Robert Young Drake, Jr. Estate Papers
- 1953 - 2001
Biographical Note - Robert Young Drake, Jr.
Robert Young Drake, Jr. was born October 20,1930 to Lillian Wood and Robert Young Drake in Ripley, Tennessee. In 1952 he graduated with a Bachelors Degree in English from Vanderbilt University. While a student at Vanderbilt, he took courses taught by Donald Davidson. He received his Masters Degree in English from Vanderbilt University in 1953. His Master’s Thesis was titled Theme and Rationale in the Short Stories of Saki. Drake graduated from Yale University with a Masers in English in 1954. He then obtained a Doctor of Philosophy from Yale University in 1955. His Dissertation was titled Keats as Pastoral Poet: The Romantic Quest for Arcadia.
In 1955 Drake became an instructor in English at the University of Michigan, Ann Arbor. He held this position till 1958. While at the University of Michigan, he became friends with Austin Warren who encouraged him to write stories. During this time he also met Russel Kirk, then editor of Modern Age.
Drake was an instructor in English at Northwestern University, Evanston, Illinois from 1958 to 1961. While there, he became friends with Dean Peerman, editor of Christian Century. He was Assistant Professor of English at the University of Texas, Austin from 1961 to 1965. In 1962, Drake visited Flannery O’Connor and her mother at Andalusia Farm in Milledgeville, Georgia. He published his first collection of stories, Amazing Grace from Chilton Press, which won the Fiction Award at the Annual Texas Writers Roundup in 1965. In that same year he became Associate Professor of English at the University of Tennessee, Knoxville, a position he held until 1973.
In 1966, Drake published Flannery O’Connor The True Country, a booklet for Eerdmans Publishers Contemporary Writers in Christian Perspective Series. He was Writer-in-Residence for the Writer’s Conference, Glorieta, New Mexico, where he became friends with Allen Tate in 1967. The proceedings of the 1969 Souther Literary Festival, titled The Writer and His Traditions, was edited by Drake. He also served as the chairman of the festival. In 1971 he published The Single Heart, from Aurora Publications.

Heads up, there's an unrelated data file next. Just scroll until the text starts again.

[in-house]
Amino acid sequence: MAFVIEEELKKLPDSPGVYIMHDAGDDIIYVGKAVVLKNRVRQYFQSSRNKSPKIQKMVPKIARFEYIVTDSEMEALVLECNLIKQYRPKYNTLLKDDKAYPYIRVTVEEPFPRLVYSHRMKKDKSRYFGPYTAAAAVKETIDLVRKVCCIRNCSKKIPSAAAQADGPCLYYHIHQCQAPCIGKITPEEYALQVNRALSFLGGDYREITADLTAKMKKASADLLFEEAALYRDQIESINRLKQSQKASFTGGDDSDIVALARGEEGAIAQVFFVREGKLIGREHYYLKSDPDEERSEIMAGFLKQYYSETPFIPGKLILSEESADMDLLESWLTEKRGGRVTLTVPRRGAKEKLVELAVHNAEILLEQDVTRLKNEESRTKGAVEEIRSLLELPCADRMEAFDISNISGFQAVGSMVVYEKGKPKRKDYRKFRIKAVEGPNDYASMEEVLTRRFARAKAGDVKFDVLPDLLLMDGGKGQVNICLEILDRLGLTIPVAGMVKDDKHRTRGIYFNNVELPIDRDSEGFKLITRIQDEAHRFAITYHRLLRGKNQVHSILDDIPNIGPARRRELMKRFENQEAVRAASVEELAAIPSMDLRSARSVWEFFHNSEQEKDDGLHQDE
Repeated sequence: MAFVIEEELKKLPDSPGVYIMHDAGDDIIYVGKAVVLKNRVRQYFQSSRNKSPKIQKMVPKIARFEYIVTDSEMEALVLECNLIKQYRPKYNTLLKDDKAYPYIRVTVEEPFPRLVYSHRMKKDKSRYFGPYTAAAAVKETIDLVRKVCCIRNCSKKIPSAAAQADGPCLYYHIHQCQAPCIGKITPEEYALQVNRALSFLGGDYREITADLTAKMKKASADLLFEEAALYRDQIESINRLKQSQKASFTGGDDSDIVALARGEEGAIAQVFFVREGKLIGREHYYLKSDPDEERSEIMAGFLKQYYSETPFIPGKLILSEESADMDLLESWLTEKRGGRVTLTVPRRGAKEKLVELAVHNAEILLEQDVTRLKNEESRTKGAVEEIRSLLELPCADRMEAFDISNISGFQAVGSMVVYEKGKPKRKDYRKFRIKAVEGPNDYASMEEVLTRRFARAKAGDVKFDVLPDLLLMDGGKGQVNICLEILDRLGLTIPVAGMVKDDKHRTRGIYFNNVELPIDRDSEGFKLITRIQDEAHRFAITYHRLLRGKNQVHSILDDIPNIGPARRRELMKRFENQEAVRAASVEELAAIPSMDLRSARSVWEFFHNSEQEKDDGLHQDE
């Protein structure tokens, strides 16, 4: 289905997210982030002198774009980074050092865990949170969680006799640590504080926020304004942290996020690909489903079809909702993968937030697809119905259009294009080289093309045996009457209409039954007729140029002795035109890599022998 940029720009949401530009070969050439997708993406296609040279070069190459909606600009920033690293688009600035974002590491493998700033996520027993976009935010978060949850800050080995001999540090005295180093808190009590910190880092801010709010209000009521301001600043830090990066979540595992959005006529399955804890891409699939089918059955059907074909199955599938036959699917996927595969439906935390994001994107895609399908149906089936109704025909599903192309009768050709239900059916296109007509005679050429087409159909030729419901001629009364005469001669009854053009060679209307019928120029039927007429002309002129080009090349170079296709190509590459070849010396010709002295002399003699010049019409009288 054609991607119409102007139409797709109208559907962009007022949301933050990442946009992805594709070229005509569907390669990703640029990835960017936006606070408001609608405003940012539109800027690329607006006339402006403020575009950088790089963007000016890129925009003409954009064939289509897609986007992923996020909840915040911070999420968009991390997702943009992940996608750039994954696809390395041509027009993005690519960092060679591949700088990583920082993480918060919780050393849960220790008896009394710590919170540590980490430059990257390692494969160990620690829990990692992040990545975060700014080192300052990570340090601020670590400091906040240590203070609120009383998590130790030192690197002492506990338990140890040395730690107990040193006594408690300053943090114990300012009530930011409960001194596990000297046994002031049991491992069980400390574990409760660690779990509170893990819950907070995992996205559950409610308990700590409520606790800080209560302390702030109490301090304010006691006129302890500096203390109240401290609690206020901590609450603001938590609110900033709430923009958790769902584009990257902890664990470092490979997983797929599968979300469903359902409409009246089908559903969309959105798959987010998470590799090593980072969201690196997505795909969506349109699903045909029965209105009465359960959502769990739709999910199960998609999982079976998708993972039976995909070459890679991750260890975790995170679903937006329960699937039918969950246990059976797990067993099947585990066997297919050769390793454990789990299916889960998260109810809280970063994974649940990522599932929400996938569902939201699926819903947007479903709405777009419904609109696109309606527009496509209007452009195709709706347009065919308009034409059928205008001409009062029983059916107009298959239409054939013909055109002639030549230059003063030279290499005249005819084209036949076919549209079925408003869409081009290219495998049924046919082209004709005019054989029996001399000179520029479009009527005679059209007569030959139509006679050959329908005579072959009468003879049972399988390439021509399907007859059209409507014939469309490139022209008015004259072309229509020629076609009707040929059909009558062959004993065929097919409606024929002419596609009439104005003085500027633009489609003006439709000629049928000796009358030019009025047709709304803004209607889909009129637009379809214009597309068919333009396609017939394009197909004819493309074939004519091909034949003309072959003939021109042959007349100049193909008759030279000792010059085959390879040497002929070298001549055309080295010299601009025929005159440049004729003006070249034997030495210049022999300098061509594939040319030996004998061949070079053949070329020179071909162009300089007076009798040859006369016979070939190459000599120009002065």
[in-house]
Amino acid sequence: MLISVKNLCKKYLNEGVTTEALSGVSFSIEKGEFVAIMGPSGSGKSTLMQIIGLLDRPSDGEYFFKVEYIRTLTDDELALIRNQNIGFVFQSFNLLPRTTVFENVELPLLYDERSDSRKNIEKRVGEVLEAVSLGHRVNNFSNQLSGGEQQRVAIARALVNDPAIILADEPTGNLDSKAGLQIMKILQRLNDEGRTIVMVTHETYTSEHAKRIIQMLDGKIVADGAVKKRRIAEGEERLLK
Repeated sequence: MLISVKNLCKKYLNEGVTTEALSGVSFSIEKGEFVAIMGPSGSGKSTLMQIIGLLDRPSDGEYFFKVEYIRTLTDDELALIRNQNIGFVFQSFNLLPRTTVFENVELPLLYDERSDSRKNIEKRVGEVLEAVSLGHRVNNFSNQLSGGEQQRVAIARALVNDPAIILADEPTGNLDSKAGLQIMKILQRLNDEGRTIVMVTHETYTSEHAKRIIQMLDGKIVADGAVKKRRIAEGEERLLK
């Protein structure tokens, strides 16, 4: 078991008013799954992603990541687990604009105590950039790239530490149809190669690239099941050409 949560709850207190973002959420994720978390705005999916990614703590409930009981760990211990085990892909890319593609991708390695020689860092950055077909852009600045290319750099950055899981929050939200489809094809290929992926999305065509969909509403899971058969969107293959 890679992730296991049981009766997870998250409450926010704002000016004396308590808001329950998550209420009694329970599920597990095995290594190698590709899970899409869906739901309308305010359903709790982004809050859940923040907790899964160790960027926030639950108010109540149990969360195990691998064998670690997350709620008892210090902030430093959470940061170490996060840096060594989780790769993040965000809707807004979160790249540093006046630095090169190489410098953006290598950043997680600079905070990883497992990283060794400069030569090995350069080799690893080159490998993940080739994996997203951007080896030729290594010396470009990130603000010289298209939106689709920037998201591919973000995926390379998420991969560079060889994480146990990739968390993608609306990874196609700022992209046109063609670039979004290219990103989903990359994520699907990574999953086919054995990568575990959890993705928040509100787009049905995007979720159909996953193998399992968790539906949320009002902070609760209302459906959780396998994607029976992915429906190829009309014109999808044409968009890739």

Drake was appointed Professor of English at the University of Tennessee, Knoxville in 1973. He published The Burning Bush, from Aurora Publications in 1975. In 1976, Drake wrote the introduction for the University of Tennessee Press Tennessean Editions Reprints of Tennessee Classics publication of Miss Minerva and William Green Hill by Frances Boyd Calhoun.
In 1980, The Home Place, from Memphis State University Press, and The Country of Robert Drake: Hearing and Understanding the voices of West Tennessee, Program at University of Tennessee were published. The second printing of Amazing Grace was released in 1981. Drake taught a course in Southern Fiction at Hendrix College in Conway, Arkansa in 1982. During this time, he also gave a lecture for the Bertie Wilson Murphy Symposium in Literature and Langauge at Hendrix College. Survivors and Others, from Mercer University Press was published in 1987.
Drake published the Twenty-firth Anniversary edition of Amazing Grace, from Mercer University Press and wrote the introduction for Tennessee:A Photographic Celebration from American Graphic Publishing in 1990. In 1991, he was the featured writer at SAMLA. My Sweetheart’s House: Memories, Fictions, from Mercer University Press was published in 1993. What Would You Do For an Encore? And Other Stories was published by Mercer University press in 1996. The Home Place, the restored text was published by Mercer University press in 1998. Due to illness, Drake retried from fulltime teaching at University of Tennessee in 1999. He died in 2001.
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